On a monthly basis, CPI rose by 0.1% in February 2021 compared with a 0.4% rise in February 2020.
The separate Consumer Prices Index, which includes owner occupiers’ housing costs (CPIH), rose by 0.7% in the 12 months to February 2021, down from 0.9% to January.
ONS said the largest upward contribution to the CPIH 12-month inflation rate came from transport (0.30 percentage points) as fuel costs rose. There were upward contributions from rising prices for motor fuels and housing and household services overall.
Falling prices for clothing, second-hand cars, and games, toys and hobbies were the largest downward contributors to the change in the CPIH 12-month inflation rate between January and February 2021.
On a monthly basis, the CPIH rate rose by 0.1% in February 2021, compared with a larger rise of 0.3% in February 2020.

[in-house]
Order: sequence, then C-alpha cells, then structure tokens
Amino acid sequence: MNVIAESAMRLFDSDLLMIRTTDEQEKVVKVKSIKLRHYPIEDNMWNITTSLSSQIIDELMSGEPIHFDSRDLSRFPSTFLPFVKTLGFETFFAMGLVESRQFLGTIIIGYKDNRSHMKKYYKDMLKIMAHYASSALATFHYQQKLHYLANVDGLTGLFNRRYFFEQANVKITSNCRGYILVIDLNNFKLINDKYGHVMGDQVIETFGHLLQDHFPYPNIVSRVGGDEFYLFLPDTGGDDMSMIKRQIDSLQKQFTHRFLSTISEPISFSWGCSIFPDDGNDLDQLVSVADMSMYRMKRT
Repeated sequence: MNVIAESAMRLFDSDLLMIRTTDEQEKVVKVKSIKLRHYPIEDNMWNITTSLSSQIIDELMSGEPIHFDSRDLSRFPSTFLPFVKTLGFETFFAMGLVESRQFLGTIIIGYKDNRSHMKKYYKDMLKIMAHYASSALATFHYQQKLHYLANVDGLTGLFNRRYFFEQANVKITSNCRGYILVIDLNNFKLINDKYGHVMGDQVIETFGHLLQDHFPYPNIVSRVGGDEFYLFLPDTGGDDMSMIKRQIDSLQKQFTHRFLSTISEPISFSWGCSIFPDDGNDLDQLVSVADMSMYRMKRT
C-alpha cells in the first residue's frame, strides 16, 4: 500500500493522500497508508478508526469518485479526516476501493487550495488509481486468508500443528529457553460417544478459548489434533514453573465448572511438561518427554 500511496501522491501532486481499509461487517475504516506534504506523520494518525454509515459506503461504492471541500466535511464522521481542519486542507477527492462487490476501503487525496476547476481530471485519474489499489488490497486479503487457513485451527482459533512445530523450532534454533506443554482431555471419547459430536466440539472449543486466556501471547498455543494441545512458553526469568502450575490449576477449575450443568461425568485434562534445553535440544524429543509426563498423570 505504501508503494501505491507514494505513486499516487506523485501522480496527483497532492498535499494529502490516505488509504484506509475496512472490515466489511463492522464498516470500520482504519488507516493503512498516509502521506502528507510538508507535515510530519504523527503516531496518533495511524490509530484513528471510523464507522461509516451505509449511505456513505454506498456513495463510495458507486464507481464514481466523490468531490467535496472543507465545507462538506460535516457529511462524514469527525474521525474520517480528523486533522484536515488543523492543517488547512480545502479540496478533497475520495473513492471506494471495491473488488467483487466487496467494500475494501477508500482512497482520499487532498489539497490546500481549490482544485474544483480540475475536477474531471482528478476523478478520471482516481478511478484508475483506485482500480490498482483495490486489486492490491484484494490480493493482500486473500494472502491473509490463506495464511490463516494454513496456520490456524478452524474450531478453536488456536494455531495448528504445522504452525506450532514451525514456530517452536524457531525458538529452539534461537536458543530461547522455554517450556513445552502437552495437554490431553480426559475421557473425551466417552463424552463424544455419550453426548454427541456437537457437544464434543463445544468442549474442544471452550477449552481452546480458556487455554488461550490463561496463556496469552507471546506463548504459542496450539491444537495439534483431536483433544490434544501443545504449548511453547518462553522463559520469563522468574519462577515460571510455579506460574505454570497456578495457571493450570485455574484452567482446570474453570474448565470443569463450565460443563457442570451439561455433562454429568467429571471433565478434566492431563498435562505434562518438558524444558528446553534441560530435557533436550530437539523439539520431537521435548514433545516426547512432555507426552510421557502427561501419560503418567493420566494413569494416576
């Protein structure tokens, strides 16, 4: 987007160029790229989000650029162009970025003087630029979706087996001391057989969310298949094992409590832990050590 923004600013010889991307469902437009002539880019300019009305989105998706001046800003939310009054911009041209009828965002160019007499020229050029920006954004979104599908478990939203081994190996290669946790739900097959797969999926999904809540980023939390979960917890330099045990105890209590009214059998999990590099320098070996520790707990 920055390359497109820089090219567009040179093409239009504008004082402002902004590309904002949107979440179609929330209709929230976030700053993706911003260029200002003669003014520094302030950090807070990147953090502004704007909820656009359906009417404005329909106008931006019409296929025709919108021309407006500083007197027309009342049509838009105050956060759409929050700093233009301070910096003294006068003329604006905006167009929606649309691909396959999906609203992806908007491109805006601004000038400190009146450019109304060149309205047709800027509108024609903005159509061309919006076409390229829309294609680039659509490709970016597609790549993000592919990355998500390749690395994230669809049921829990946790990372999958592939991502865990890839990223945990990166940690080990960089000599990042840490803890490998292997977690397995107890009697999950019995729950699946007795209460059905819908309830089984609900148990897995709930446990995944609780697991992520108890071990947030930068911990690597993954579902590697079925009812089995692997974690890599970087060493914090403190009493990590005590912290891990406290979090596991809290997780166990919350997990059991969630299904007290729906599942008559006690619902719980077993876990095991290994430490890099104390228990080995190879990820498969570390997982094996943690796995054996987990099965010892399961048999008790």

As a result of the restrictions caused by the Coronavirus pandemic in February the number of CPIH items identified as unavailable for the ‘inflation shopping basket’ was 69, accounting for 8.3% of the basket by weight, unchanged from January 2021.
Paul Craig, portfolio manager at Quilter Investors, said an upward trend in inflation was likely this year but there were no major concerns.
She said: “While we continue to see incremental increases in inflation, which increased by 0.1% in February 2021, we still predict inflation rates are on course to rise rapidly this year with most of the increase coming in the next few months.
“This is likely to be driven by the raising of the price cap for many domestic energy bills and a surge in oil prices, while ultimately a return in consumer demand will result in higher prices. There are other domestic base effects to take into account too, for example higher restaurant prices when compared to last year’s Eat Out to Help Out scheme, while those businesses that have survived on the high street may find they have improved pricing power and may wish to try and take advantage of people’s thirst to get out and about.
“That said, regardless of specific domestic issues, all central banks are in the same boat and will largely ignore short-term inflationary pressures – now is not the time to worry.”
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